The main issue is whether and when the ‘book rule’ will mold the actual practices of countries with drastically different deep rooted cultures, especially in finance and banking as shown by a recent quantitative research (Guiso, Herrera, Morelli, 2013) , focusing on the two extreme cases , Germany and Greece. This, of course, applies to other elements of the banking union, more specifically to the molding of the cultures of the newly recruited staff by the ECB to handle the supervision function.

2.     The Single Resolution Mechanism (SRM)

As approved on 14 April 2014 by a very large majority, the SRM will have three central elements: the ECB, a distinct Single Resolution Board (SRB) and a Single Resolution Fund (SRF) with resources gradually reaching 55 billion euro .The SRM is to be governed by two texts: a SRM regulation covering the main aspects of the mechanism and an intergovernmental agreement (IGA) related to some specific aspects of the SRF. Centralized decision-making is hoped to be built around a strong SRB (in most document named the 'Board'), made up by permanent members of the ECB, as well as the EC, the Council, and the national resolution authorities. In most cases, when a bank needs to be resolved in the euro area (not merely within the relevant national resolution mechanism) or established in a EU Member State participating in the Banking Union, the ECB will notify the case to the SRB, the EC, and the relevant national resolution authorities. The SRB can meet in two configurations. In its plenary session, the SRB will take all decisions of a general nature and in its executive session, it will take decisions in respect to individual entities or banking groups as long as the use of the SRF remains below a €5 billion threshold.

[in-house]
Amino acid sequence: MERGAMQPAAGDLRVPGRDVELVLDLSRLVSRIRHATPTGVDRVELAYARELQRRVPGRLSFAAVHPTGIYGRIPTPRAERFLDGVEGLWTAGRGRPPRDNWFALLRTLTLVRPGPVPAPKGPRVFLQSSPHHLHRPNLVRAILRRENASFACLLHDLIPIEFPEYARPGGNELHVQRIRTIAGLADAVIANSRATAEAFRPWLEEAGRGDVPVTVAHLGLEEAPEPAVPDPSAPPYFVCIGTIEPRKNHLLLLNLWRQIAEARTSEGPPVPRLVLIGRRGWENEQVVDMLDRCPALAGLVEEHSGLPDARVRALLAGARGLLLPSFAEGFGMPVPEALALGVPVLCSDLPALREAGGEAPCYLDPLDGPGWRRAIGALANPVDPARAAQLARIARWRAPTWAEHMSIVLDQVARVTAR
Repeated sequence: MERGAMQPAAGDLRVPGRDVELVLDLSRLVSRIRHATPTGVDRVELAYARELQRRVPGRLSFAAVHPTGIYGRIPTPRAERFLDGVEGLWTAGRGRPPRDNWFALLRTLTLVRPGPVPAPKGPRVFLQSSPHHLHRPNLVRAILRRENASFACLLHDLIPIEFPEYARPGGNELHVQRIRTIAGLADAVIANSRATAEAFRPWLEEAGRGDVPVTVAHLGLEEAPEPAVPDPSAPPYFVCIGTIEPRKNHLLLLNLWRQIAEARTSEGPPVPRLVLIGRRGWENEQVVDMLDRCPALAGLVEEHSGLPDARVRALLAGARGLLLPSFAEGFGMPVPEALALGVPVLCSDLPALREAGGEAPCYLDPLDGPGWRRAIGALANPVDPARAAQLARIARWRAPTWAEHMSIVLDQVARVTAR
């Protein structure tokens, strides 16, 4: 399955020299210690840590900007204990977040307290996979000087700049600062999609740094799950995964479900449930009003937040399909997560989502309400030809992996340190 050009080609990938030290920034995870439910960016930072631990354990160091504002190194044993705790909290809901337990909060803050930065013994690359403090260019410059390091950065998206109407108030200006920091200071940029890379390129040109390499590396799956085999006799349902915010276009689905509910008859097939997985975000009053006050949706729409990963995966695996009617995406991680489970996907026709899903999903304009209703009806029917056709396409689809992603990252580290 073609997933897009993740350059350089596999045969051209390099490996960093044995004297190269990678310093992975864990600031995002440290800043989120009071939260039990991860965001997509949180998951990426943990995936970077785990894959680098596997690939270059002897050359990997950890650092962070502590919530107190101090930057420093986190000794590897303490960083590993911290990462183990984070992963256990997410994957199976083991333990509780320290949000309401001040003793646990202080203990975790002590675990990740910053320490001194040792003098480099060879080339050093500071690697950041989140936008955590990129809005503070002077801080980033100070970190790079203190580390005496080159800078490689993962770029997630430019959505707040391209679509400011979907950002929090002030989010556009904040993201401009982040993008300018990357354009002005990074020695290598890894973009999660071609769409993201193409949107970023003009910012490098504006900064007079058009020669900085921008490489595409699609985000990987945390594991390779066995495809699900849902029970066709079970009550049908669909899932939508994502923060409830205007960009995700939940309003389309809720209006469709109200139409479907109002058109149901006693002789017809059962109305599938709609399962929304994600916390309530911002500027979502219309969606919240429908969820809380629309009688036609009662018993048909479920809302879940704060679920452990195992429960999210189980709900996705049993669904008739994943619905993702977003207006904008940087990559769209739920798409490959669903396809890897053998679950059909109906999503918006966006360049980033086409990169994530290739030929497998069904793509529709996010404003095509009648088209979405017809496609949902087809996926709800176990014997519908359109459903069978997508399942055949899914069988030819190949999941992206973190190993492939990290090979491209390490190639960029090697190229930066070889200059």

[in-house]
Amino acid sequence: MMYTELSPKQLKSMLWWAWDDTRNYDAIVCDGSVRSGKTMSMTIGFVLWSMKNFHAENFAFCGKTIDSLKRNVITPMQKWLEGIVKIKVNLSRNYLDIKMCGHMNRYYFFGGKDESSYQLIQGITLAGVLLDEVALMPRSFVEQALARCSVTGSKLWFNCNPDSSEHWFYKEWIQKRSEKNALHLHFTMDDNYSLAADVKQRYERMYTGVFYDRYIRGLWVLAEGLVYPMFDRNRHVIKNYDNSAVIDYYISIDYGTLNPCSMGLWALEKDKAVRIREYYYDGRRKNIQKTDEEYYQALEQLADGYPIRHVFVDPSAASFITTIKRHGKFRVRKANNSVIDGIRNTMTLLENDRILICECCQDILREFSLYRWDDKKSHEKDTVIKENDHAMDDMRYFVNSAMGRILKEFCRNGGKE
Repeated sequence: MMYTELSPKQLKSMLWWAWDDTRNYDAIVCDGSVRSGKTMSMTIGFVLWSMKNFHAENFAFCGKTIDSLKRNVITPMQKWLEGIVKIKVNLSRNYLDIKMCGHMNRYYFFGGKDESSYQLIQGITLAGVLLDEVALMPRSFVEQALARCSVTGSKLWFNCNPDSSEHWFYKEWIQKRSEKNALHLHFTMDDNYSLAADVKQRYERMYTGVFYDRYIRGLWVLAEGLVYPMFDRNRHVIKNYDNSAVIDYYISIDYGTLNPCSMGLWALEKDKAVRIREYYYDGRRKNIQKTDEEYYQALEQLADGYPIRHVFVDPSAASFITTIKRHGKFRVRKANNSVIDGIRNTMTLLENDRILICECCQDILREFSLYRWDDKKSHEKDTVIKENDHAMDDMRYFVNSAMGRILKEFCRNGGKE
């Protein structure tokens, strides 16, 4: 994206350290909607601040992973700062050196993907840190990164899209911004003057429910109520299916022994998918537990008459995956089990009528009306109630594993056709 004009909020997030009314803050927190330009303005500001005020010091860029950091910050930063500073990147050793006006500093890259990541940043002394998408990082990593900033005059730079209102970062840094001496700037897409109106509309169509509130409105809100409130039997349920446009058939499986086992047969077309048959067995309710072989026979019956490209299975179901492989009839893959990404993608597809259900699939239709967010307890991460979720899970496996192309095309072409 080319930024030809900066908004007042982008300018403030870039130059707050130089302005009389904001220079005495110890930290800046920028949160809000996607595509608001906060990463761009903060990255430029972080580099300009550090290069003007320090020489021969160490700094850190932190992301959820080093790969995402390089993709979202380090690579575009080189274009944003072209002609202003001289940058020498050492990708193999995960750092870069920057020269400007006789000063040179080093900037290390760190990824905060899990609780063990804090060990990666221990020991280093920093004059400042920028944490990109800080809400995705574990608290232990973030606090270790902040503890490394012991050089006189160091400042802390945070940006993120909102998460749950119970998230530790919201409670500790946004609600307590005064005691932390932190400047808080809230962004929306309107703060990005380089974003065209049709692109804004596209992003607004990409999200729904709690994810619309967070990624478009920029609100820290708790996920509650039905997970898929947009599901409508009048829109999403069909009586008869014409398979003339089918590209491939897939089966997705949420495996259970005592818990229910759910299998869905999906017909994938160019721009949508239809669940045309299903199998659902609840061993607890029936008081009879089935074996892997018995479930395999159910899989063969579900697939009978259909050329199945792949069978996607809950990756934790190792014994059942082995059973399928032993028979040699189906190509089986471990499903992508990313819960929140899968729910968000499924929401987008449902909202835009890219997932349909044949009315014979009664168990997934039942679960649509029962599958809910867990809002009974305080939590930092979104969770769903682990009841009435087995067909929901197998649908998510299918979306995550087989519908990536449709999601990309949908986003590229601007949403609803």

The ECB supervisors will trigger the whole process, being responsible for deciding whether a bank is on the brink of failing with contagion implications for the entire euro zone not only for a national banking system. The SRB may ask that the ECB takes such a decision . If the ECB declines to do so, then the SRB itself may take the decision. The ECB is therefore the main triggering authority but the SRB  may also play a role if the ECB is reluctant to act or hesitates to do so. The EC will adopt draft resolution schemes, action plans drawn up to address a specific case of a failing bank. The Council is to be involved only at the EC’s express request. This is expected to avoid pervasive political interference in individual resolution cases.